I've written an episode of Casualty that reads like a pantomime, and a radio sitcom for BBC Talent... neither of which won despite complimentary condolence letters. I (nocturnally) nurtured whisky-fuelled poems when I went through my Jim Morrison phase;  food was optional but absolutely anything else 'went'.  I lost two whole days once and those 25 year old poems still win the odd competition. You can see why artists abuse and torment themselves - it makes tremendous economic sense.
There were songs too. I have folder after folder of 3-chord songs that I'd wail across valleys and housing estates, trains and stages in an effort to make sense of the confusion of my life.view details
The short stories were observational and humorous mostly. Maybe they'd count as essays or articles. I am not sure.
I entered the many lands of Bookworld from the moment that I could warble the alphabet and wandered their shores and skies 'til giving birth made it impossible to read and change a nappy simultaneously. I hope the Kindle will change all that for the next generation.
I remember, aged 14, 'helping' my mother by pushing a trolley round Tesco but completely unable to put down  Dumas', 'The Three Musketeers'.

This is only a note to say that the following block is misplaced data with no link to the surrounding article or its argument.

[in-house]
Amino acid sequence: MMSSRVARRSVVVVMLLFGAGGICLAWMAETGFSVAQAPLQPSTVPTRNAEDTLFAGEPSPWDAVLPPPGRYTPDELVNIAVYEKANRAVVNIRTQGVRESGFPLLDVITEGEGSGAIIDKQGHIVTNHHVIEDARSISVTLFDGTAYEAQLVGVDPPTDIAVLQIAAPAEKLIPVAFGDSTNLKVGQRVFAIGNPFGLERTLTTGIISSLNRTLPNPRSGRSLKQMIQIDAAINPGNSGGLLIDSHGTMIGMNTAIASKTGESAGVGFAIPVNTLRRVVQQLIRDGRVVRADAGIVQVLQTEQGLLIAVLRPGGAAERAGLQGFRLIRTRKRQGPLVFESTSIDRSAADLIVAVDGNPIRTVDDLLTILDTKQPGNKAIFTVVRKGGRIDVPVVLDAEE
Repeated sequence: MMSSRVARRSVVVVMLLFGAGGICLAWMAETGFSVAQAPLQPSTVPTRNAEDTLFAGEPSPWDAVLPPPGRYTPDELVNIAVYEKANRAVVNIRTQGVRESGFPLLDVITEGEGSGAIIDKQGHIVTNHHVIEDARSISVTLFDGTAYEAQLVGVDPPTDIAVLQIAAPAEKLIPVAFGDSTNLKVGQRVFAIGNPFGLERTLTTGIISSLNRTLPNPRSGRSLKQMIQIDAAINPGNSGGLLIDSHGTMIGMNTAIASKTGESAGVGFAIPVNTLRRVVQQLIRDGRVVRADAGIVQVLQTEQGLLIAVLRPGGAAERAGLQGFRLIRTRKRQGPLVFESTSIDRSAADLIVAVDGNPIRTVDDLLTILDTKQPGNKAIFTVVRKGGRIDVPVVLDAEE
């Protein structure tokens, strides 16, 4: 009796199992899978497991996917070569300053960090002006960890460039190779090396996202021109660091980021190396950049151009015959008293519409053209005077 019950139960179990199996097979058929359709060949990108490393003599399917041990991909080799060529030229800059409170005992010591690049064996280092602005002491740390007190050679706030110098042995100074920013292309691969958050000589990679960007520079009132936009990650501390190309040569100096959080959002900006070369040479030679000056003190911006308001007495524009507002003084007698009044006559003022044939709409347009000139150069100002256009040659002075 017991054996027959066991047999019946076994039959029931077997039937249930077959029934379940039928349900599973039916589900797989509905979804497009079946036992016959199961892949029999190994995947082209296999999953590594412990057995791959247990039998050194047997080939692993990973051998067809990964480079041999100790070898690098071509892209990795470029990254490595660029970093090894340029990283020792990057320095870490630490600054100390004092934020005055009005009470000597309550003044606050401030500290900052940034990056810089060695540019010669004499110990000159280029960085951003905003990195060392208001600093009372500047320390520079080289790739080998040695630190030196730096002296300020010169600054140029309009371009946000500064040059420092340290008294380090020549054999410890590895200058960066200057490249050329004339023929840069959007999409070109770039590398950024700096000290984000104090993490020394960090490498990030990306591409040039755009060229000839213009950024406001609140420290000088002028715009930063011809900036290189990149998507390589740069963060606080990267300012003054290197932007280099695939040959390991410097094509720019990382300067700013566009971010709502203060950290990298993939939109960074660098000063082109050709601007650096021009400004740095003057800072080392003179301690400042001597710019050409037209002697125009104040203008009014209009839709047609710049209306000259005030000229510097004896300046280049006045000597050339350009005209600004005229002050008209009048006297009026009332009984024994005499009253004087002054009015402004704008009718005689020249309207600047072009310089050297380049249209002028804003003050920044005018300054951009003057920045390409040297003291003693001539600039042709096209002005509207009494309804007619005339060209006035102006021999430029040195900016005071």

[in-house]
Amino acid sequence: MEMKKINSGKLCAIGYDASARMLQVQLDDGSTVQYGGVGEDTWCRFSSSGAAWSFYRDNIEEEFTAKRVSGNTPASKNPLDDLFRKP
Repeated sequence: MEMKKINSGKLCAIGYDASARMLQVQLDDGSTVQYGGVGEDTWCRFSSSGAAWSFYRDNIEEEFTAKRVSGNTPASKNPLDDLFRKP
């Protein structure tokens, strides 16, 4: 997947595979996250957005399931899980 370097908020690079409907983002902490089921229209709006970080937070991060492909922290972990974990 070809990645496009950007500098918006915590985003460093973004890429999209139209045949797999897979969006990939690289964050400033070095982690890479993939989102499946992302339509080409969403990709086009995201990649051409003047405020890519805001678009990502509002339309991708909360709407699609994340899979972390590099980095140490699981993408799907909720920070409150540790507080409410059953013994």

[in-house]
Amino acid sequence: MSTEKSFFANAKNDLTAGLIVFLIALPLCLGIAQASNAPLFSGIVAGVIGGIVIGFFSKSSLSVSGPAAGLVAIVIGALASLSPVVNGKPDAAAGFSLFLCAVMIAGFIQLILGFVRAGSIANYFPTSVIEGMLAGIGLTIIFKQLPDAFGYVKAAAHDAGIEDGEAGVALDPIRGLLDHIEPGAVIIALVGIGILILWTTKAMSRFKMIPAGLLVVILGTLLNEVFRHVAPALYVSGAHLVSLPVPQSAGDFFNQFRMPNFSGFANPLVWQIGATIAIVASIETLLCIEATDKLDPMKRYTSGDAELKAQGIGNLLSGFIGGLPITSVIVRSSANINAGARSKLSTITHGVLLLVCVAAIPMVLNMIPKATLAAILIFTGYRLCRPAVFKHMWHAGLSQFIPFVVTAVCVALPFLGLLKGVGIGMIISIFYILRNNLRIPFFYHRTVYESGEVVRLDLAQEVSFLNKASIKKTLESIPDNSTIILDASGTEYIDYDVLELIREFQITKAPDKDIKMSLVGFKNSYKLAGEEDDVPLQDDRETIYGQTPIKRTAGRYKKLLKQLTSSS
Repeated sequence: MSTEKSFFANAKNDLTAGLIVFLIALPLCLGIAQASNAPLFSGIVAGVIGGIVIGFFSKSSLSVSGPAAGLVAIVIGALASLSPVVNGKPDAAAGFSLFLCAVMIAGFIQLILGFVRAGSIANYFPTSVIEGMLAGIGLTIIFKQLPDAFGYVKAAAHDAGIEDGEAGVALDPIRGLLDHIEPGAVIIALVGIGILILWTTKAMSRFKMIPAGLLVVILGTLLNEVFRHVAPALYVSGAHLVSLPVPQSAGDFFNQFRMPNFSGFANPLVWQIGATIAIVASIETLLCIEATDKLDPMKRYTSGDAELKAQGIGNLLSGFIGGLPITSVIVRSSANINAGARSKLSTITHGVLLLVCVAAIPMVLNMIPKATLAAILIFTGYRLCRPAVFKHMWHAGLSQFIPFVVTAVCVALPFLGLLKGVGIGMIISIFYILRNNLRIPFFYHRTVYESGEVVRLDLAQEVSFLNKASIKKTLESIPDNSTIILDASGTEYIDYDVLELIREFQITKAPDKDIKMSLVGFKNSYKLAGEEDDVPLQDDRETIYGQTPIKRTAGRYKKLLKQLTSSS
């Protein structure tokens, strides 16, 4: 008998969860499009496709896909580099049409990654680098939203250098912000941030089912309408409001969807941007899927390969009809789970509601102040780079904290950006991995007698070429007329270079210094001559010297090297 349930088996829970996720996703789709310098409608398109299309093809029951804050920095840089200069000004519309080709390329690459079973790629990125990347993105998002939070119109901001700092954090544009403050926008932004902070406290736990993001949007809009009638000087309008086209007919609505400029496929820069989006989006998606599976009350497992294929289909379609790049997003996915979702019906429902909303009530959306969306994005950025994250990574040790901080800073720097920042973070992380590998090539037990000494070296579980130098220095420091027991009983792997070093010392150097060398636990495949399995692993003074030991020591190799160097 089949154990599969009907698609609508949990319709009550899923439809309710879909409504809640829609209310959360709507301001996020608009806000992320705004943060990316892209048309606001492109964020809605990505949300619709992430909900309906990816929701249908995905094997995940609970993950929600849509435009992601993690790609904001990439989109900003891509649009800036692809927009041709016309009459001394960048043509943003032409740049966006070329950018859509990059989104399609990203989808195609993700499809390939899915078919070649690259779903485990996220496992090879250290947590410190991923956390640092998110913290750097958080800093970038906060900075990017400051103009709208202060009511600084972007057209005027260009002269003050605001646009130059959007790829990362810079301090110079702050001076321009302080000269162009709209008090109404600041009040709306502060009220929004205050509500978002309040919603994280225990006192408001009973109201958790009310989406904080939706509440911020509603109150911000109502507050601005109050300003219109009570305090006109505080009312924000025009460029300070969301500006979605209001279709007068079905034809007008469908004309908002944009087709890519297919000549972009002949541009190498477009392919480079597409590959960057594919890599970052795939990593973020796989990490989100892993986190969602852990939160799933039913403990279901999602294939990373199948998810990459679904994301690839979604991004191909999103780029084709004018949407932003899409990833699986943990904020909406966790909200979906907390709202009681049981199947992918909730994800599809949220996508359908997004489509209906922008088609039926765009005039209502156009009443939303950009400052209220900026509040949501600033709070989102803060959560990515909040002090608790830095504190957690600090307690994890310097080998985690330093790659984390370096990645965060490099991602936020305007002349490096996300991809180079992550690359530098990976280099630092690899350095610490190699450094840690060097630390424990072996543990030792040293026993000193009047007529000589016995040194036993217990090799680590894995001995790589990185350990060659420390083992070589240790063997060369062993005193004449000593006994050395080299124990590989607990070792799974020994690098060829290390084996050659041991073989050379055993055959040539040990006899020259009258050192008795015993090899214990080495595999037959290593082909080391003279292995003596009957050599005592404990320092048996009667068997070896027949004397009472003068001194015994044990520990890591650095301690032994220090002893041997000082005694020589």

I wandered down the aisle at a varied pace, mole-blind to my surroundings,  right arm working my pecs to keep the book at the required distance from my thirsty eyes.  I can only imagine that my mother had to shop like someone on a fairground stall, trying to pitch assorted goods into a moving receptacle from her place at the shelves.
But honestly, who wouldn't rather buckle their swash with handsome, devilish cavaliers than be pushing Fray Bentos and Windolene around in their  wonky-wheeled carriage?  I adored Aramis; searching for piety and yet so very flawed. A fallen angel. He made me feel quite hot under the collar and years later, he came to be in one of my poems, in the raw, sexual guise of The Lizard King himself.

My early poems were full of sex. Lust swelled up and spilled out of them, leaving the (male only) readers I allowed to peak at them, a little flushed and heading home for a bit of a lie down. Sometimes I went with them.view details

But back in '79  after the 'Trolley-Gate' incident involving an elderly man, the bagatelle sounds of metal colliding and some bruised fruit, my presence was no longer required in the frozen aisles of this new fangled supermarket way of doing.  I was allowed to read, unhindered by trolleys, in the concrete carousel seating outside the car park. Bliss!